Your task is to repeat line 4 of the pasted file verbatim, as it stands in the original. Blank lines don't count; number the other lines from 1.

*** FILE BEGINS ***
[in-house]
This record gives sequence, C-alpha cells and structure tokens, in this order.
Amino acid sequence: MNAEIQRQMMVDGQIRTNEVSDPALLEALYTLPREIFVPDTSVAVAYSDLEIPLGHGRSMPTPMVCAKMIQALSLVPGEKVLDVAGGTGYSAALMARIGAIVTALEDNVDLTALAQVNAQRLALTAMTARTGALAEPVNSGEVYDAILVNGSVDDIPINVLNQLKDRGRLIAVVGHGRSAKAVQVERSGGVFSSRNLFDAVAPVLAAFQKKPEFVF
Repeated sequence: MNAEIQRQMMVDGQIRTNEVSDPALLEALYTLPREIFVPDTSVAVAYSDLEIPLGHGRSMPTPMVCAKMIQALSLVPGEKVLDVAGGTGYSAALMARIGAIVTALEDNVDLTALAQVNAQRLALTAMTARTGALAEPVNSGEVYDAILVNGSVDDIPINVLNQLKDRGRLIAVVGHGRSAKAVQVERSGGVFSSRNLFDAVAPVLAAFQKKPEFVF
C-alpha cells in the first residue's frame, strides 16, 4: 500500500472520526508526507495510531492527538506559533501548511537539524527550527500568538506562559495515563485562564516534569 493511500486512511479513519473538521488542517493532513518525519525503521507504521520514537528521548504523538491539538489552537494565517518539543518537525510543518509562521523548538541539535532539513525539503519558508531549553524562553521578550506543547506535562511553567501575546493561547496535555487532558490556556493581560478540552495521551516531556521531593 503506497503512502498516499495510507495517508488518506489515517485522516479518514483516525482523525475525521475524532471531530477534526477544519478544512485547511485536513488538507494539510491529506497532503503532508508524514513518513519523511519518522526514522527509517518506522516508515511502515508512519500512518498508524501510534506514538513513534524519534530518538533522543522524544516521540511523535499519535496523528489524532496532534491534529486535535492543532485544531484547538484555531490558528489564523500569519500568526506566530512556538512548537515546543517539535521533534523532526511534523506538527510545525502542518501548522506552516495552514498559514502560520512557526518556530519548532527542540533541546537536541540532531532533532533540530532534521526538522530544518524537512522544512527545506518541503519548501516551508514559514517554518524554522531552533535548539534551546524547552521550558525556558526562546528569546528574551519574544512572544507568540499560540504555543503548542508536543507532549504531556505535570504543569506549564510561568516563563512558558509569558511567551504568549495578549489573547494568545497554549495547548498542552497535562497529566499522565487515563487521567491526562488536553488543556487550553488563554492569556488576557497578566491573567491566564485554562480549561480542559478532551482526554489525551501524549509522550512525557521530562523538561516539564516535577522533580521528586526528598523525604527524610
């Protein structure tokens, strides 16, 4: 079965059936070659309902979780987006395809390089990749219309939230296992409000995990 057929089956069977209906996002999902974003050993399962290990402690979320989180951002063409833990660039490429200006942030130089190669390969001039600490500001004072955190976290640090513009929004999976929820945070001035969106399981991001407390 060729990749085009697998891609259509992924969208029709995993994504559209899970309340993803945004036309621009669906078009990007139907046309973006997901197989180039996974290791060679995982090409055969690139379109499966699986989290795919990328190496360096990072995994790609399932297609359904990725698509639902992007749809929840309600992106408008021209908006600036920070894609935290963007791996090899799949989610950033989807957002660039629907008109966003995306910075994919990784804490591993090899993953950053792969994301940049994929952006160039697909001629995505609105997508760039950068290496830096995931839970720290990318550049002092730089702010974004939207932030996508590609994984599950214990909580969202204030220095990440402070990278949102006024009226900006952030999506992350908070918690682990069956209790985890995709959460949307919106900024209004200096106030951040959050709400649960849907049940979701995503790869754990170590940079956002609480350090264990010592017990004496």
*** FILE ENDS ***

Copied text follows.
Repeated sequence: MNAEIQRQMMVDGQIRTNEVSDPALLEALYTLPREIFVPDTSVAVAYSDLEIPLGHGRSMPTPMVCAKMIQALSLVPGEKVLDVAGGTGYSAALMARIGAIVTALEDNVDLTALAQVNAQRLALTAMTARTGALAEPVNSGEVYDAILVNGSVDDIPINVLNQLKDRGRLIAVVGHGRSAKAVQVERSGGVFSSRNLFDAVAPVLAAFQKKPEFVF